The LEGO Movie 2: The Second Part
The Walking Dead
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A Cure for Wellness boasts a surfeit of visual style, but it's wasted on a derivative and predictable story whose twists, turns, and frights have all been more effectively dealt before.
All Critics (198)
| Top Critics (37)
| Fresh (85)
| Rotten (113)
If Verbinski had brought pace, the film might have worked, but he takes an eternity, then throws it all to the winds with a finale that's remarkable silly, even in this fanciful neck of the woods.
[The] poor ending felt like a betrayal, since it wrenches A Cure for Wellness fully out of its original genre and into melodrama.
The movie's operatic claustrophobia makes its mark. Cult status beckons.
Verbinski inflates a story ready-made for a brisk Gothic shocker into a bloated, self-important mess.
Somewhere around the middle of the film, one begins to realize it probably isn't going any place worthwhile.
At 90 minutes it could have been an eerie, tricky, well-crafted thriller. At two hours its wheels start to fall off. And then it continues to limp along for another 30 minutes, after which you wonder what the point of it all was in the first place.
Verbinski's return to horror is a complete mess. With its impressive first half, A Cure for Wellness promises a lot, though in time it proves to be placebo with a ludicrous ending leaving no room for remedy.
For a film that makes its enigmas so paramount, it's strange to see [A Cure For Wellness] treat its audience so disdainfully.
Verbinski is not subtle with these themes, particularly the comparison of the hellish spa to the ruthless corporate world Lockhart craves to ascend in, but in his lead actor, he really manages to sell this and produce a smarter film for it.
A movie with a mismatch of threads and motifs, but one that manages to hold them all together and create a satisfyingly creepy, and original, modern horror movie.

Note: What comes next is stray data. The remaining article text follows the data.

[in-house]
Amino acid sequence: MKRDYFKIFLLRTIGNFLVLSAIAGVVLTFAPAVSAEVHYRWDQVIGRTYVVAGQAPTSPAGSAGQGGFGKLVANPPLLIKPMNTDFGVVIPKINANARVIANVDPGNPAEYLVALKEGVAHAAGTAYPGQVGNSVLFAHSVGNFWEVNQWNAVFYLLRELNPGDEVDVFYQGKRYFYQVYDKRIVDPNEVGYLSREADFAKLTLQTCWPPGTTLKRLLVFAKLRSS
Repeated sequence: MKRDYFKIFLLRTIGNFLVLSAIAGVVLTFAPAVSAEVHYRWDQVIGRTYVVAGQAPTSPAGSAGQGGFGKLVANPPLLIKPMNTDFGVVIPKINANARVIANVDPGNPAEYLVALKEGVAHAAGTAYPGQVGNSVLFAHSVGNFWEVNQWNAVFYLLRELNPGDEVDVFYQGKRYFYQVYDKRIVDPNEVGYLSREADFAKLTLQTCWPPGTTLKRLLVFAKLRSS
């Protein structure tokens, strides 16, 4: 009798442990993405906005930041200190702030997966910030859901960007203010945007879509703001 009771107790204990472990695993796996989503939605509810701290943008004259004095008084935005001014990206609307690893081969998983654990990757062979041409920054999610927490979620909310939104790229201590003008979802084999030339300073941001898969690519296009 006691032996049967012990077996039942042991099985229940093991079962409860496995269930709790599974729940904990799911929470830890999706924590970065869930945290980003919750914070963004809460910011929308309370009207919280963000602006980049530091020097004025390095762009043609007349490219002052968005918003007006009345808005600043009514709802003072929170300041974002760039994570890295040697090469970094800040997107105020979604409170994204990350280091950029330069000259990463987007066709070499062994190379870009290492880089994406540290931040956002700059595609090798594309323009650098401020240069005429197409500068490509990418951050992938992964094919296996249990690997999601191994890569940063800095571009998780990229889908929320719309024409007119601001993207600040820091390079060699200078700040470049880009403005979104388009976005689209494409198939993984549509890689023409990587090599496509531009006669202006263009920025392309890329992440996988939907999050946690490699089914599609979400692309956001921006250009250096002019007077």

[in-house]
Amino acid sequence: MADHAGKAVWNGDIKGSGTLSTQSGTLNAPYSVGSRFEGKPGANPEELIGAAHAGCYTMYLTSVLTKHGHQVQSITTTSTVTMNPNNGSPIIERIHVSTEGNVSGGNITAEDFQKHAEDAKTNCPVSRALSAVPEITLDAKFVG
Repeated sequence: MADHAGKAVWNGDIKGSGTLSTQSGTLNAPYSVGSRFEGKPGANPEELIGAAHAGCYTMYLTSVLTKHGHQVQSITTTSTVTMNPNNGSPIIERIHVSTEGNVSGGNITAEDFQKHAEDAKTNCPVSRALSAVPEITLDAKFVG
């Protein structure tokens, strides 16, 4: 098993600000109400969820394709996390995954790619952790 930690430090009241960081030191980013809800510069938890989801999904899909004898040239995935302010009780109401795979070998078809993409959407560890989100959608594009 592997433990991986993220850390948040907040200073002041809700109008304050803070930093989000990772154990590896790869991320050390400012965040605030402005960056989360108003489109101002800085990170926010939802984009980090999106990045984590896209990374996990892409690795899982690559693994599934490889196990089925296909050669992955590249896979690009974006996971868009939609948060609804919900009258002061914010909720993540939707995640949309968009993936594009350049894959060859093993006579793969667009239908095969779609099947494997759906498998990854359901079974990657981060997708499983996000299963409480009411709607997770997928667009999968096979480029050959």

Pairs David Cronenberg to Shutter Island, adding a dash of Looney Toons to cherry-top this fantastical madcap chamber piece
An enthralling, visionary, gloriously-realized work of gothic horror
A Cure for Wellness is most certainly not going to be for everyone. It's spectacularly, deliberately, uncomfortably ugly (albeit, in a bizarrely beautiful way). It's story is flawed, it's long (two and a half hours all told), it's slow, some of its setups don't evolve into payoffs, it's not half as mysterious or clever as it might think it is, and it can't even hold to its own mythology 100%. But I loved it.
The visuals are stunning, but the movie is too long and messy in terms of ideas or whatever it wants to say, to the point that it doesn't make any sense and seems more like an amalgam of a lot of things that worked infinitely better in other movies (like Shutter Island).
A little bit too long... but still an overall pretty good movie.
The trailer for A Cure For Wellness had me hyped- it looked incredibly mysterious and visually ambitious. This is essentially what we get in the finished product. It looks absolutely incredible, and it's an extremely unsettling film, but the story just doesn't come full circle enough to back up the uneasiness it pushes on you. I was impressed by Dane DeHaan in Chronicle and The Place Beyond the Pines, and his performance is up to par here as well. Unfortunately, this is one of the few redeeming qualities of this film. It could have been a decent movie under the following conditions: A. it was 45 minutes shorter and B. if the ending had been revised or even replaced entirely. Director Gore Verbinski (director of Pirates of the Caribbean, one of my favorite trilogies) had a vision, but it's blurry; hidden under too many plastic surgery procedures. If you didn't understand that pun, that means you didn't see the movie, which is a good thing.
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